Students in “New Debates in International Women’s Rights” seminar present policy proposals to United Nations leadership
Few law school classes involve convenings at the UN. Even fewer give students a forum to discuss their policy proposals with UN leadership. Yet Penn Law students in Associate Dean for International Programs Rangita de Silva de Alwis’s seminar on “New Debates in International Women’s Rights” did just that when they convened at the United Nations on April 29 to present their research to the Office of the High Commissioner for Human Rights (OHCHR), UN Women, Office of Legal Affairs, and the newly appointed Office of the Secretary-General’s Victims’ Rights Advocate. The students had the opportunity to present to Under-Secretary-General and Legal Counsel Miguel de Serpa Soares and Assistant Secretary-General Jane Connors and other experts. For students eager to share a semester or more of research, this audience of key policy leaders was an inspiration.
Feminism Across the Globe: A Cross-Continental Conversation
Historically, there has been widespread dissent over the precise definition of “feminism”. However, what is most powerful about the concept’s lack of a precise definition is that it is broad enough to encompass the hopes and ambitions of a plethora of different women around the world. International Women’s Day capitalizes on the different needs of women across the globe, presenting the opportunity for these vast and deviating needs to converge around a central theme, to demonstrate that despite our differences, despite our diverging needs, women are still—always—stronger when they are united. This is particularly important in an age where borders are becoming vapider, and people are migrating to different countries to pursue their ambitions. It is critical, therefore, on this momentous day, to understand what women in different places think and feel about feminism, about their country’s progress, and about their hopes for the future. This past Fall, I had the distinct privilege to study law at the London School of Economics. I sat down recently with two female student-leaders from LSE to talk about feminism, how the movement has changed to adapt to the 21st century, and to hear their thoughts on entering the legal profession as young women. What is most interesting about this conversation is that, though all three of us come from different countries and backgrounds– Carlotta is from Italy, Rachael from New Zealand, and I am from New York– we all see ourselves as actors that are part of the larger societal fabric, intricately benefitting from, and contributing to the feminist movement. All three of us were touched by Hillary Clinton’s avowal that women’s rights are indeed human rights: with these words echoing across oceans and deserts and reverberating across the metaphoric wild west of the internet, this conversation is proof that 108 years later, women are still united and driven to achieve not only equality but parity in every community and professional field.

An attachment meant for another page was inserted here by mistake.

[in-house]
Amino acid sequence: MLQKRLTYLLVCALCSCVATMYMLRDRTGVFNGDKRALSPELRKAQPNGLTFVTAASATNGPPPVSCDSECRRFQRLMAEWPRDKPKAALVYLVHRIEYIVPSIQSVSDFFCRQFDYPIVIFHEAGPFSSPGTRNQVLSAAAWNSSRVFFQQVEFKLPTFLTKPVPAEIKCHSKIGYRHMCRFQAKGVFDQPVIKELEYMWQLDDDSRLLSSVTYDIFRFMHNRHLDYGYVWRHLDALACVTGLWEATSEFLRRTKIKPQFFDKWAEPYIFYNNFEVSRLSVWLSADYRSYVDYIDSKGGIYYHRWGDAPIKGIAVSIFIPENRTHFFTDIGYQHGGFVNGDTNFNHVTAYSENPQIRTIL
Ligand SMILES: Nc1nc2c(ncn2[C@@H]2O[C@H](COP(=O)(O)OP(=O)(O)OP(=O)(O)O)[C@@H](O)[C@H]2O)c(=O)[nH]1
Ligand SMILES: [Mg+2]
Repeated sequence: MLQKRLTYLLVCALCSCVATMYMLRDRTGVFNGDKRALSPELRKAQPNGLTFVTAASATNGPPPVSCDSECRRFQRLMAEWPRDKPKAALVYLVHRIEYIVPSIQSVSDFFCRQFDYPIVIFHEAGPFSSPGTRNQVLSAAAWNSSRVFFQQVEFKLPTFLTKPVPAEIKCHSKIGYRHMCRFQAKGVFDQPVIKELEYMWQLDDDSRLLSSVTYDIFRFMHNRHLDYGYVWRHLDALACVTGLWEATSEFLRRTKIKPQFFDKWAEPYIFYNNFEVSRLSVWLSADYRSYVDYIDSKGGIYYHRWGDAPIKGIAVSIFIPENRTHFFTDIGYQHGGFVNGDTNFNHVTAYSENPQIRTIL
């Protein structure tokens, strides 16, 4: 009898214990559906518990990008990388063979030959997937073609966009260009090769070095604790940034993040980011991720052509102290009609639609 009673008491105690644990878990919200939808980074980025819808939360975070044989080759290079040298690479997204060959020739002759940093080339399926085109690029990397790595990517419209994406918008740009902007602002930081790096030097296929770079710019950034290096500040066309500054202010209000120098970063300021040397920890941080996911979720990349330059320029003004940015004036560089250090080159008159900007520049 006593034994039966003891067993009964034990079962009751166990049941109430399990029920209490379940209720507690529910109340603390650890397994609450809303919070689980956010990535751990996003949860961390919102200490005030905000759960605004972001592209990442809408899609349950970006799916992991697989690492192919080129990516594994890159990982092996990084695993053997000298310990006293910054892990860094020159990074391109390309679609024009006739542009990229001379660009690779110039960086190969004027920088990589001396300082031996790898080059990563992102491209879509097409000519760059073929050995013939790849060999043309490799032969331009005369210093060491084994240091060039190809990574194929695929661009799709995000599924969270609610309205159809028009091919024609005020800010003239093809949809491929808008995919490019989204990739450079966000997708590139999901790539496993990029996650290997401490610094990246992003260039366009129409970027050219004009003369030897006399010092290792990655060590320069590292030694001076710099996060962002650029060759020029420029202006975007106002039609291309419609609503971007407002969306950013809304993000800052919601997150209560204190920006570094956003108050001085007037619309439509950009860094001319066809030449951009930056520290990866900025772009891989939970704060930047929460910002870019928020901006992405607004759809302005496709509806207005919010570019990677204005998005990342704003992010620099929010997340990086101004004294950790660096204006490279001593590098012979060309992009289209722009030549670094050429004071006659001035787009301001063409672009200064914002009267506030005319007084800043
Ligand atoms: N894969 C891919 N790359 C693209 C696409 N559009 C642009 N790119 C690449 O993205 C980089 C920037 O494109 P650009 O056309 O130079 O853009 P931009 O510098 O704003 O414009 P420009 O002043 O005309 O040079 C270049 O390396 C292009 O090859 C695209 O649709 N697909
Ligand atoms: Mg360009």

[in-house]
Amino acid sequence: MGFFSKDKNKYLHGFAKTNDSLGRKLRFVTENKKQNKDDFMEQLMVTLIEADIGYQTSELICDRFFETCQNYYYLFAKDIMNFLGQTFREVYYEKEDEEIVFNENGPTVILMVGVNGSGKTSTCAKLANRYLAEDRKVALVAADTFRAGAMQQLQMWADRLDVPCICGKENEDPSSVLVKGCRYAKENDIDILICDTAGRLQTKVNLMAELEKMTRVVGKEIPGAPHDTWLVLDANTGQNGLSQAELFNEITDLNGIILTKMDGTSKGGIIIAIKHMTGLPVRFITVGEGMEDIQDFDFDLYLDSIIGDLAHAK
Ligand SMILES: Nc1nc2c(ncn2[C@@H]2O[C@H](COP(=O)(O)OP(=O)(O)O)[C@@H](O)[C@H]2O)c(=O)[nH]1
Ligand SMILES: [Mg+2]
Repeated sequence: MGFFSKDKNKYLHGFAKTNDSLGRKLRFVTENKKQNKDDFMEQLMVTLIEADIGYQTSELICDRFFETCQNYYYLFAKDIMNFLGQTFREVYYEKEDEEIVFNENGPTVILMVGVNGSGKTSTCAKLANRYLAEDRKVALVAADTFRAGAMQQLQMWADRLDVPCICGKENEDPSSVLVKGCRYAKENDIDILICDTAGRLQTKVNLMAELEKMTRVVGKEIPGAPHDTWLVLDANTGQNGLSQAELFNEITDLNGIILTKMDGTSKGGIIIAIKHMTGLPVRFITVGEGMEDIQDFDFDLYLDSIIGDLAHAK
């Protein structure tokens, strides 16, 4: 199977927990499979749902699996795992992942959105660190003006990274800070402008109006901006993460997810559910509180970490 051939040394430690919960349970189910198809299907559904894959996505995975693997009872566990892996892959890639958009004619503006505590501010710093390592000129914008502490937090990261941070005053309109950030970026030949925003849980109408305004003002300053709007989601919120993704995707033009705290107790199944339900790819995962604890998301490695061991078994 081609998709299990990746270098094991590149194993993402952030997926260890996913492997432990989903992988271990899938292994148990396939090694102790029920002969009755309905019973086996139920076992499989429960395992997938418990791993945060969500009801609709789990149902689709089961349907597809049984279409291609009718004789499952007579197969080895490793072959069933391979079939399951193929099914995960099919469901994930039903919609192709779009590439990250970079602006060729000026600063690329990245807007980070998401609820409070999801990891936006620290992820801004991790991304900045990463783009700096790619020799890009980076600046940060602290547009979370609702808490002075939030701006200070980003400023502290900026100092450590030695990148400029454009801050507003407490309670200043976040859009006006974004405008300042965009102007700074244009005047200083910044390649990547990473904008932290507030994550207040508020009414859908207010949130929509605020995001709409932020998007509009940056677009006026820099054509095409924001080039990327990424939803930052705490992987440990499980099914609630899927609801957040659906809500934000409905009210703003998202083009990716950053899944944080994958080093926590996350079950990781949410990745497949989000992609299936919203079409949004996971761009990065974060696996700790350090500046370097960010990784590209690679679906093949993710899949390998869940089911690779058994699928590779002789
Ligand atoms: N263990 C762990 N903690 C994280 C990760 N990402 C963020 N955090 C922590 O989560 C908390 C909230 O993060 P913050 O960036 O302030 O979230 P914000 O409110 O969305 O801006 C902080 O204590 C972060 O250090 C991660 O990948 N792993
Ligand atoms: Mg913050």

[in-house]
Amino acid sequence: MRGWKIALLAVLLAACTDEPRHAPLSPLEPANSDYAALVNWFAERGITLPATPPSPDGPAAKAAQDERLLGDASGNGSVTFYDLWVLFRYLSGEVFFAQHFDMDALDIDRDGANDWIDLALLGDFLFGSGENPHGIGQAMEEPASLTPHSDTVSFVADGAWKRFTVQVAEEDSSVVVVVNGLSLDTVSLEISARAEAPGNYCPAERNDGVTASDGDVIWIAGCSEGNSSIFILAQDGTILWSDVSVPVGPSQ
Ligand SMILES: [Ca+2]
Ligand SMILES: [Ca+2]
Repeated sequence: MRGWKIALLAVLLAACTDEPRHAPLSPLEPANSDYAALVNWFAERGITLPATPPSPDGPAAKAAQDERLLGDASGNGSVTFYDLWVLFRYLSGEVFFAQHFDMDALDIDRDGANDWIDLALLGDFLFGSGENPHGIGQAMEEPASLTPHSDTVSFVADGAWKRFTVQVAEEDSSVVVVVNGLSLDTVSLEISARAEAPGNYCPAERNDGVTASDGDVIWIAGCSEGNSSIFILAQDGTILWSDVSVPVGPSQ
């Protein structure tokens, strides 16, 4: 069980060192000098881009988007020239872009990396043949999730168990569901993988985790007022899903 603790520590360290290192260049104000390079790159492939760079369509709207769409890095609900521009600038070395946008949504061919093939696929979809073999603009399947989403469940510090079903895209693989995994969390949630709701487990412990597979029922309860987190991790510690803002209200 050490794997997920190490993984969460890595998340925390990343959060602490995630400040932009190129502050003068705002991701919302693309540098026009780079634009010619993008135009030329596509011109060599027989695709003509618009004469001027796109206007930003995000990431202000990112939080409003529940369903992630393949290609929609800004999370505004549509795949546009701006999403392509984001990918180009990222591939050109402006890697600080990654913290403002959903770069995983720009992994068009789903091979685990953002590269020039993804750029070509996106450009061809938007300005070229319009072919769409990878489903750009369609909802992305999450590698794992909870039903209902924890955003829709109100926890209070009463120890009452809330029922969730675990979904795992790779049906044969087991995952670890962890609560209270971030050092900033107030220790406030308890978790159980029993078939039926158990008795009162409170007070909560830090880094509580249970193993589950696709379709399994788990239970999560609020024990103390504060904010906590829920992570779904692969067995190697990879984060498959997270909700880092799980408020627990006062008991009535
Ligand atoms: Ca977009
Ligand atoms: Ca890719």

Celebrating Women’s History Month
To mark Women’s History Month, we present four extraordinary stories that change the public conversation. On a personal level, I celebrate the women who have made history and shaped my thinking: Radhika Coomaraswamy, Asma Jahangir, Hina Jilani, Mary Robinson, Martha Minow, Nancy Gertner, Hillary Clinton, Melanne Verveer, Deborah Rhode, Paula Johnson, and Phumzile Mlambo-Ngcuka.
The Female Mentors of Male Leaders
In The Odyssey, before he leaves for the Trojan War, Odysseus asks Mentor, a wise old friend to watch over his son, Telemachus. While Odysseus was on the battleground, goddess Athena, also disguised herself as Mentor to watch over Telemachus, creating Western history’s first interpretation of a female-male mentor relationship. Below, Bill Burke-White, Richard Perry Professor and Inaugural Director of Perry World House, speaks of the role of powerful female mentors and role models in his journey to leadership with Associate Dean of International Affairs Rangita de Silva de Alwis.